Anno LV, n. 227, gennaio-aprile 2020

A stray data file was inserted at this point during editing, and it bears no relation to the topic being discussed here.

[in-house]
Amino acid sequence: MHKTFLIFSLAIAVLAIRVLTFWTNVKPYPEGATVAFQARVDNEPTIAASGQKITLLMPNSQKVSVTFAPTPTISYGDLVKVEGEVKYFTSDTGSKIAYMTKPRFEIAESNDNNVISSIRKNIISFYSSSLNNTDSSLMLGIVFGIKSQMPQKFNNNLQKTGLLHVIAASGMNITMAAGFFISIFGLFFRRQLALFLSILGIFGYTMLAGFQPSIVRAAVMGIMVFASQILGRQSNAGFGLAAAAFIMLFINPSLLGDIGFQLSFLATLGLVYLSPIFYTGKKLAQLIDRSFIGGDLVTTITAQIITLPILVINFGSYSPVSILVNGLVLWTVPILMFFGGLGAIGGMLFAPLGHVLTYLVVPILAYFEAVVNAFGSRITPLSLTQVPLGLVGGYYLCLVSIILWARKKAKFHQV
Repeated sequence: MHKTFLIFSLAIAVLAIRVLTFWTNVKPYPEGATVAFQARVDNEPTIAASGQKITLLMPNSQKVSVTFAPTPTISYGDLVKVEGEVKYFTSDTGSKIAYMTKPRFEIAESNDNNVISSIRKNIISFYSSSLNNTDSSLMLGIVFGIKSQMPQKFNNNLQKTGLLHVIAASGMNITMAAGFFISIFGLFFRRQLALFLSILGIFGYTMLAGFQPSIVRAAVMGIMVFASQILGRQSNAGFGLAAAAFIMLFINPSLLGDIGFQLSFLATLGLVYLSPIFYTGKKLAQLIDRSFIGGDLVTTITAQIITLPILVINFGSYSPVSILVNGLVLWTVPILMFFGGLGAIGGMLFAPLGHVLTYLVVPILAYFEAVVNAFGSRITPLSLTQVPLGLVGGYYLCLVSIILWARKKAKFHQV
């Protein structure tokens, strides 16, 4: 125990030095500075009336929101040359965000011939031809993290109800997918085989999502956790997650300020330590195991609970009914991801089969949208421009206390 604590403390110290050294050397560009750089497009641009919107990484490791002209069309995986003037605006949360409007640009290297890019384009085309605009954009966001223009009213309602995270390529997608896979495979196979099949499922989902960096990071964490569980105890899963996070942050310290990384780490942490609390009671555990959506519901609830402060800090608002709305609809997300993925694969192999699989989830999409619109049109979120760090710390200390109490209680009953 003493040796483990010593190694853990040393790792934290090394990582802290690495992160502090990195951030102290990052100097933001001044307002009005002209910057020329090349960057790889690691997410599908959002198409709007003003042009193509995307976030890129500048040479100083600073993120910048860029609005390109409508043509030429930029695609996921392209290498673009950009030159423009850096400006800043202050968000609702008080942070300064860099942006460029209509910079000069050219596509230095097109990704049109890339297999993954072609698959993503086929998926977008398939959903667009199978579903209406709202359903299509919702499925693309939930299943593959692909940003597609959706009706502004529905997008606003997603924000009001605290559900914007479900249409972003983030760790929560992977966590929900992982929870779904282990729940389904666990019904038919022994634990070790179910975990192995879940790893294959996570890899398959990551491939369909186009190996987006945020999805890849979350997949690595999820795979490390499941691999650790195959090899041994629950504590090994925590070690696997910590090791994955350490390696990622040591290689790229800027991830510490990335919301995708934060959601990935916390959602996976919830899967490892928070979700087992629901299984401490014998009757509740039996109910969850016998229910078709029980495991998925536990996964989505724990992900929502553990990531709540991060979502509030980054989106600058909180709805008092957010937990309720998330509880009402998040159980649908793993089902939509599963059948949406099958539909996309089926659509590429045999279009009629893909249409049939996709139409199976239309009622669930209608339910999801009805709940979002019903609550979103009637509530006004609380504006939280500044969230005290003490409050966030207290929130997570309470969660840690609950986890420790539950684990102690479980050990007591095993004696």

For a long time, The Netherlands was the only country in the world where political parties voluntarily submitted their election programs to an economic and econometric audit by an independent agency, which evaluates the internal consistency of the programs and their expected economic effects. This tradition has gradually evolved over a period of more than 40 years and it has profoundly changed the behavior of political parties and improved the quality of Dutch democracy. The article tells the story of how this tradition established itself. It then gives an explanation of how it could arise in The Netherlands after the Second World War. The explanation involves the central position of Jan Tinbergen in Dutch economics and in the institutional environment of the Dutch economy, the political concertation or polder model, the independent and critical press, and exogenous economic developments. The final part argues that the lessons from the Dutch experiment may be used for trying to introduce the habit of imposing a minimum of financial and economic discipline on electoral programs in Italy.